If you’re anything like me, over the last couple of months you’ve found yourself belting out the lyrics to Kate Bush’s 1985 song, “Running Up That Hill” more than you might be comfortable admitting.
According to the data, we’re not alone.
At the end of May, Netflix released season 4 of its popular series, “Stranger Things,” which prominently featured the 37-year-old track.
Within one month of the show’s release, the song saw a streaming increase of 16,867%, earning the artist $2.3 million. The music charts were also impacted by this pop culture resurrection, as the song climbed its way to the No. 1 spot, beating out its 1985 peak at No. 3.
Two months removed from the “Stranger Things” release, and the song is still maintaining its popularity, dominating the TikTok scene and inspiring a new generation of musicians to record their own covers.
The Good Ole’ Days
Aside from reinvigorating her career, Kate Bush’s legendary resurgence can teach us a great deal about the role nostalgia plays in the marketplace.
Since it began, “Stranger Things” has been pulling at the heartstrings of Gen Xers and older Millennials, who both have fond recollections of the 1980s and are now settling down with families of their own.
For them, the show brings back cherished memories of a carefree life free before the days of the internet and iPhones—a time when kids were free to play outside all day and ride their bikes all over town so long as they promised to be home by dinner.
This is a world that no longer exists, even though it may feel like it was just yesterday.
There is a reason people of all ages yearn for what they call the “good old days.” Yet, ask a “boomer” and a Gen Xer when these better days occurred and they will be unable to reach a consensus on the timeline. That is because our hearts ache for our lost adolescence, whether that be the 1980s or the 1960s.
But unlike Baby Boomers, Gen Xers and Millennials currently make up a bulk of the economy. And with our hearts fixated on our own “good old days,” the market has delivered on giving us what we want.
The Power of The Reboot
The power of nostalgia can be seen all around us. Just look at modern media.
The concept of “reboots” has taken over the film and television industry.
Animated movies that were once a part of every Millennial’s life are now being remade for them to share with their own children.
Shows like “Fuller House” had a five-season run because Millennials and Gen Xers were hungry for a taste of their youth.
Peacock recently launched a remake of the classic 1980s/1990s series “Saved By The Bell” along with a reimagined reboot of the “Fresh Prince of Bel Air,” giving Gen Xers and “elder” Millennials something to smile about as the reminisce.
To be perfectly honest, none of these reboots are award-worthy shows. But they reminded us of the magic of our childhood, and we watched every episode in spite of its subpar writing and the acting, which left much to be desired.
Likewise, we sat through Disney’s remakes of “Aladdin,” “Beauty and The Beast,” and “The Lion King” because they helped satisfy our insatiable hunger for the past.
It’s not just the entertainment industry.
Ask any ’90s kid what their favorite snack was and there is a good chance they will tell you it was Dunkaroos.
These kangaroo-shaped cookies came with delicious frosting for dipping and finding them in your lunch box instantly made you the envy of all the kids in the cafeteria.
Sadly, they were taken off the market, until two years ago, when the snack had its victorious comeback and Millennials far and wide rejoiced.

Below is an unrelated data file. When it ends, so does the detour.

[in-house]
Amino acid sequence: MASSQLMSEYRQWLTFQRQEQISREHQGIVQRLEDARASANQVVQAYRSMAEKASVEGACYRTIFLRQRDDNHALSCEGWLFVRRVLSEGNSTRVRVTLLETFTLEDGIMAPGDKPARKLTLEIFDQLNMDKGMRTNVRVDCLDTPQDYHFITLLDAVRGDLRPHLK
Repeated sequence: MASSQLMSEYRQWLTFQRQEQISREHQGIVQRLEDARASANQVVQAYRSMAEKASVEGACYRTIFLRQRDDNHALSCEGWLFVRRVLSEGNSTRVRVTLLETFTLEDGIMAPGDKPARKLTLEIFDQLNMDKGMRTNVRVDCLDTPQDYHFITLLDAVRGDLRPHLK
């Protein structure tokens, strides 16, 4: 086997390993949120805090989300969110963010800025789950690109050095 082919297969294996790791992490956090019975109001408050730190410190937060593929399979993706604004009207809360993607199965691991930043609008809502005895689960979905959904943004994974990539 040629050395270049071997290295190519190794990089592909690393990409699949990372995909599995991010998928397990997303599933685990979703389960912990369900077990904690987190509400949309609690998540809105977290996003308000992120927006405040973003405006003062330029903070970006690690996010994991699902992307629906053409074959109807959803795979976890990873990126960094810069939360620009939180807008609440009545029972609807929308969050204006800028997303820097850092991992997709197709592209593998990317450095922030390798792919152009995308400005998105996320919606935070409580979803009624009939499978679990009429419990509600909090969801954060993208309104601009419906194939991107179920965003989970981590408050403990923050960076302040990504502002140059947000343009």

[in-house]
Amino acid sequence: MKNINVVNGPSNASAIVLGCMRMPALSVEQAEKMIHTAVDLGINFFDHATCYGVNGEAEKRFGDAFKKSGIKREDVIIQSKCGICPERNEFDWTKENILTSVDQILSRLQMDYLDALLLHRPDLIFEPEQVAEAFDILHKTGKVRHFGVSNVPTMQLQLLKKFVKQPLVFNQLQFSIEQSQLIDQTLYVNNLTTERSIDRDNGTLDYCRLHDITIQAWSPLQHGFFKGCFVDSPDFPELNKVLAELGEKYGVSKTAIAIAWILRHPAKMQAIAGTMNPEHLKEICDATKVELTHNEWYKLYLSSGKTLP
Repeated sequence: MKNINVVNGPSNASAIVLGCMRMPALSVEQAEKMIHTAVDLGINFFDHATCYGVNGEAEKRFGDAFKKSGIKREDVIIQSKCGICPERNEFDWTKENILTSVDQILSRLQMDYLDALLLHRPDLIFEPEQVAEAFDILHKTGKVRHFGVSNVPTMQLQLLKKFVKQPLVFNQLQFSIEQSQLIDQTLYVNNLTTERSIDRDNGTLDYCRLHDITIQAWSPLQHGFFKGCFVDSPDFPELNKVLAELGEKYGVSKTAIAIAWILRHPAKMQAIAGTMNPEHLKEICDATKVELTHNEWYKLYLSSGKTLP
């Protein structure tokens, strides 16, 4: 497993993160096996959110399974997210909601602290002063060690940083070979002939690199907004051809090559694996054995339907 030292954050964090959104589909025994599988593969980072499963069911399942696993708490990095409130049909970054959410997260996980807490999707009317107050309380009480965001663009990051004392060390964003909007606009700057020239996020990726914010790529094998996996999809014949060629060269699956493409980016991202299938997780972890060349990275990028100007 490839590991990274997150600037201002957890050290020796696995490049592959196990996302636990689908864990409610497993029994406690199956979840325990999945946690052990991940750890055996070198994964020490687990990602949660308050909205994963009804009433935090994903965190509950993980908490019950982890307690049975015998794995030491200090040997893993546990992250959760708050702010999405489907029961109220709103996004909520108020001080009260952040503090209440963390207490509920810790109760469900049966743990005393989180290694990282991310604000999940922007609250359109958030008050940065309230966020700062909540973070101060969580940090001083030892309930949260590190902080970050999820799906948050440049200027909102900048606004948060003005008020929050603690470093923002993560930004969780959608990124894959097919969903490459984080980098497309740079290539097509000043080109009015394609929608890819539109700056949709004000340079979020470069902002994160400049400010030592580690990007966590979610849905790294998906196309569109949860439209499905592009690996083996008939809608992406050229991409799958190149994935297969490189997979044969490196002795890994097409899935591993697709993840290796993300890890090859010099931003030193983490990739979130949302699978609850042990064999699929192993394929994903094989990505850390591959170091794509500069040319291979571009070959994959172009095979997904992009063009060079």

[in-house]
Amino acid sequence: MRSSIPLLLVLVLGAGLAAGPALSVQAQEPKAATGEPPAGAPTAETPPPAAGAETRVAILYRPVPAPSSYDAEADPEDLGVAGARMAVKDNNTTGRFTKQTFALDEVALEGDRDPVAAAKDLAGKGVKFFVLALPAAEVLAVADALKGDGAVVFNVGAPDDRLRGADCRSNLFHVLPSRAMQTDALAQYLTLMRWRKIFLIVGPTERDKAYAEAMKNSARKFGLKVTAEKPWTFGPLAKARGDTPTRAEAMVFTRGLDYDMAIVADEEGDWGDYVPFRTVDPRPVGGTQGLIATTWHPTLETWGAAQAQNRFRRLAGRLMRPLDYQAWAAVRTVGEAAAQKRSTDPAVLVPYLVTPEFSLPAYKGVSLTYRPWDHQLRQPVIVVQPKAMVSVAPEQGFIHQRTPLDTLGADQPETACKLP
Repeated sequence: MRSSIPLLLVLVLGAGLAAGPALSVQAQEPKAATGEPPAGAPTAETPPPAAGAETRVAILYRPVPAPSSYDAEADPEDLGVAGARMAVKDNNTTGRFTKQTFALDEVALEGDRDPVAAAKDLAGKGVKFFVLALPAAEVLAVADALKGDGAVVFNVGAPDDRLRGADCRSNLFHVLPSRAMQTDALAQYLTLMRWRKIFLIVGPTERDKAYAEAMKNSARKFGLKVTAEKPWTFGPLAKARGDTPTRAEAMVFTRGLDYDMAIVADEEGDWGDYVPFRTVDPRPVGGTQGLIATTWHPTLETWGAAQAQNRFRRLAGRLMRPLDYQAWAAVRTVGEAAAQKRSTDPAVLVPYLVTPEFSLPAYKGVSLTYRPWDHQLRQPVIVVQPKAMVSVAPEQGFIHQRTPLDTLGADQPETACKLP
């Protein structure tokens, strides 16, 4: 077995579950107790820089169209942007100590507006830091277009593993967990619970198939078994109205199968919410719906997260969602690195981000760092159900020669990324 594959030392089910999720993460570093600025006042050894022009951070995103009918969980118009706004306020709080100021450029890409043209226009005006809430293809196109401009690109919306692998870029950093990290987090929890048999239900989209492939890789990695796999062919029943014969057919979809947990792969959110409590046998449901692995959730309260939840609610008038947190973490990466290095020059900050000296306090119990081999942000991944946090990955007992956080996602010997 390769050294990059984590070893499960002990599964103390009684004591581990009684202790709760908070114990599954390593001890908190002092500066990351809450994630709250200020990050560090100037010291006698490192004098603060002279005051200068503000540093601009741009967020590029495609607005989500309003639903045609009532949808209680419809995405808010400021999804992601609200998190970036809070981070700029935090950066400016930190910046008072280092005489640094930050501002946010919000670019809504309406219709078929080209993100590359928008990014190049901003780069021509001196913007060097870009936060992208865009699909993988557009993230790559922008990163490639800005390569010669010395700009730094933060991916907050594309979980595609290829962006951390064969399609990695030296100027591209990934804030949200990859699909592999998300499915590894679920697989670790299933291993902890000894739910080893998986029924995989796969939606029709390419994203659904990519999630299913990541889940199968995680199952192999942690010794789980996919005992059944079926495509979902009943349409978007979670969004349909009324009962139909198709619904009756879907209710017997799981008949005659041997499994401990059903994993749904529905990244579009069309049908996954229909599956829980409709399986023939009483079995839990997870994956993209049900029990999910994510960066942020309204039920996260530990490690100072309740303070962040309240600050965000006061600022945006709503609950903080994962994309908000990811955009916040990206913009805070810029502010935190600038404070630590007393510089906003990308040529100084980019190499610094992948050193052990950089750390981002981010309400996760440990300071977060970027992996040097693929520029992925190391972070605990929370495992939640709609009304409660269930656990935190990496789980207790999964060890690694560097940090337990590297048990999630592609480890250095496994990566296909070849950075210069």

Even Surge, the vile-tasting and caffeine-filled soda of the ’90s, had a comeback a handful of years ago.
There is a very good reason long-forgotten products keep reappearing in the marketplace.
Research conducted on the nostalgia market found that “In 2012 alone, nostalgia was cited as a top trend in products such as toys, food and even Oscar-winning movies.”
Researchers found it highly probable that “someone might be more likely to buy something when they are feeling nostalgic,” making it a useful marketing tool.
While this is most certainly true, it is about a lot more than just marketing.
In a world riddled with so much turmoil and change, our human psyches crave the familiarity of days gone by–and the market is giving that to us.
Kids These Days
The market’s love of 1980s and 1990s nostalgia has far-reaching impacts that are not exclusive to Millennials and Gen Xers alone.
Pay a visit to any place where Gen Zers can be found and you might be shocked to see that they are wearing the same clothes you wore to school in the late ’90s. From baggy jeans and flannel shirts, to Nike Air Force 1s and Dr. Martens, “kids these days” look a lot like kids in the “good old days.”
And even though they may have no idea that they are playing into the hands of the nostalgia market, this vintage vibe — yes, I just called Millennials vintage — is now being embraced by a younger generation.
And I can’t blame them for wanting to join in on the fun.
I was born in 1985 and I had no idea who Kate Bush was until two months ago.
Yet, I have listened to “Running Up That Hill” on repeat so many times, the neighbors in the apartments next to mine are surely at wits’ end.
But I love it. I love the ’80s synth pop feel. I love the cheesy music video. I love it all. And I love that I can bond with the generation older than me over a song they once loved, and with which I recently fell in love.
When it comes to the market, nostalgia as Mad Men’s Don Draper once said, “is delicate, but potent.”
Brittany E. Hunter is the social media manger and editorial writer at Pacific Legal Foundation and former senior writer at the Foundation for Economic Education. She is also a contributing author to the book, “Skip College: Launch Your Career Without Debt, Distractions, Or a Degree” and co-host of the podcast, “The Way the World Works.” Republished from AmericasFuture.org.